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The ‘unprecedented’ challenge posed by Islamic State

The terror group Islamic State has heavy weapons at its disposal, some of it seized from opponents Keystone

United States President Barack Obama’s pledge to extend air strikes to Islamic State targets in Syria relies on other states’ readiness to participate in military action against the terrorist group. Switzerland, invoking its neutrality, has limited its involvement to humanitarian assistance and diplomatic efforts.

In a televised address to the nation on Wednesday, Obama said America would lead a broad coalition to roll back the terrorist threat, following consultations with allies abroad. The US began launching air strikes in Iraq four weeks ago.

“Our objective is clear: We will degrade, and ultimately destroy, ISIL [preferred Washington acronym] through a comprehensive and sustained counter-terrorism strategy.”

The terrorist militia, which recently renamed itself Islamic State (IS), has carved out what it calls a “caliphate” from broad areas in Iraq and Syria and uses savage methods that have included the massacre of prisoners and beheading of hostages.

Western response

So far the Western military response has included air strikes by the US and arms supplies to Islamic State opponents.

However Switzerland, invoking its neutrality, has limited its involvement to providing humanitarian assistance and supporting the diplomatic efforts of international organisations. In the view of Islam expert Reinhard Schulze, this is a good thing.

The United Kingdom had already been named as a member of the “core coalition” led by the US. The other allies include Germany, France, Italy, Turkey, Australia, Canada, Poland and Denmark.

UK prime minister David Cameron previously declared his support for US air strikes in Iraq and has said that direct action by British planes has not been ruled out.  Earlier this month, the German government announced its decision to deliver weapons, munitions and vehicles to the Kurds in northern Iraq fighting against IS – enough to equip 4,000 fighters.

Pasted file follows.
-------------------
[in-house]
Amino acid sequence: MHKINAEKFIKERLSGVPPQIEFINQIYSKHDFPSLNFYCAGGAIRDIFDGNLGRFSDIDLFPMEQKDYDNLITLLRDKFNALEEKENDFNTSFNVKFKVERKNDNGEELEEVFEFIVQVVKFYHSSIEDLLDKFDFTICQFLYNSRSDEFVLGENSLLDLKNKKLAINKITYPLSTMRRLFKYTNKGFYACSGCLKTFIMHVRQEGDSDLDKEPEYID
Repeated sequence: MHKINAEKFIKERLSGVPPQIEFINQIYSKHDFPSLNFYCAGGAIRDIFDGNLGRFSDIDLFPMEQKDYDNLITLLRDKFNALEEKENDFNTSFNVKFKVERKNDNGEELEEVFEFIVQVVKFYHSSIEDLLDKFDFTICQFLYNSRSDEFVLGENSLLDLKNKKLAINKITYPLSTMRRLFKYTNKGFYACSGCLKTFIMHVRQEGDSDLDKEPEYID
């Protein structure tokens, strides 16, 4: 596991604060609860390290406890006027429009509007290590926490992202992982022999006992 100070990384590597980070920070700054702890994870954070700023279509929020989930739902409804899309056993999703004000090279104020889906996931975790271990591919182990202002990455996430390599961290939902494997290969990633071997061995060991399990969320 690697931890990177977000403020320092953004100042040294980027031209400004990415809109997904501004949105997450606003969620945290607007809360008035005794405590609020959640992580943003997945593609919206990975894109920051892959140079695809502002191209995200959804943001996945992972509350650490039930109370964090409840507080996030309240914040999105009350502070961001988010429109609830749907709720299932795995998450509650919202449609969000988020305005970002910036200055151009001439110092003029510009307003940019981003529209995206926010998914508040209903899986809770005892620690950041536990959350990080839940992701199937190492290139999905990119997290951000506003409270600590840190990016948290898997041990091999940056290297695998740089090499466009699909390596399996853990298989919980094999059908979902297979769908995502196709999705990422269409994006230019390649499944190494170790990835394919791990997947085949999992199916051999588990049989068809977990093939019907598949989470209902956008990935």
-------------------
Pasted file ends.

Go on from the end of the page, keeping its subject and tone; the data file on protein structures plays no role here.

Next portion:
This is the first time since the Second World War that Germany will deliver weapons to a war zone.

Switzerland has taken a different path. It condemns the “brutal acts in the strongest possible terms” and “fulfils its international obligations relating to [IS],” but it does so without weapons, the Swiss foreign ministry wrote in response to questions from

“The War Materiel Act does not allow weapons trade with foreign countries when the country in question is involved in an armed conflict”.

To act or not?

What is ethically right? Those who take action must bear the consequences. But responsibility is borne not only by those who take action, but also by those who do not, said Angela Merkel, the German chancellor, in her justification for the German arms deliveries.

Should the Kurds in northern Iraq be supported with weapons that make it possible for them to stand up to the well-equipped terrorists, or is it more important to abide by the principle that conflicts must be resolved politically and not militarily?

“There is general confusion about choosing the right strategy. We are in an unprecedented situation, ” said Schulze, Islam expert and professor at the universities of Bern and Freiburg.

“From a moral point of view, one should do everything possible to halt the murderous actions of Islamic State. But it is also important to be aware of the consequences that may result through military action.“

With regard to weaponry, Germany will explicitly support only the Peshmerga, the armed forces of the semi-autonomous Iraq Kurdistan, but not the Kurdistan Worker’s Party (PKK). This begs the question of whether the PKK are ‘bad Kurds’.

“That is exactly the problem,” said Schulze. “You have to try to form alliances with reliable partners in the region. But identifying partners who are somehow within the political spectrum of the Western states is not so simple”.

Schulze has no answer to the question of how Islamic State terror could be faced without the force of arms. There is only the choice between two evils. As to the evil of a military assault on IS, Schulze observed it “would be a boost in propaganda for Islamic State, because the group could portray itself as the definitive Islamic force standing up against the West.”

Major exception

Merkel is also aware that the conflict cannot be resolved permanently by militarily means. The key to peace in Iraq lies in a political process that involves all sections of the population, said the German chancellor. But there are exceptional circumstances, she said, “in which only military help can provide the means to achieve a political resolution again.”

The foreign ministry confirmed that the Swiss government has observed an increase in people traveling to the occupied jihadist zones in Syria and Iraq. It does not rule out “that jihadists who have connections to Switzerland are involved in organising and carrying out attacks, which could also take place outside of the conflict zone.”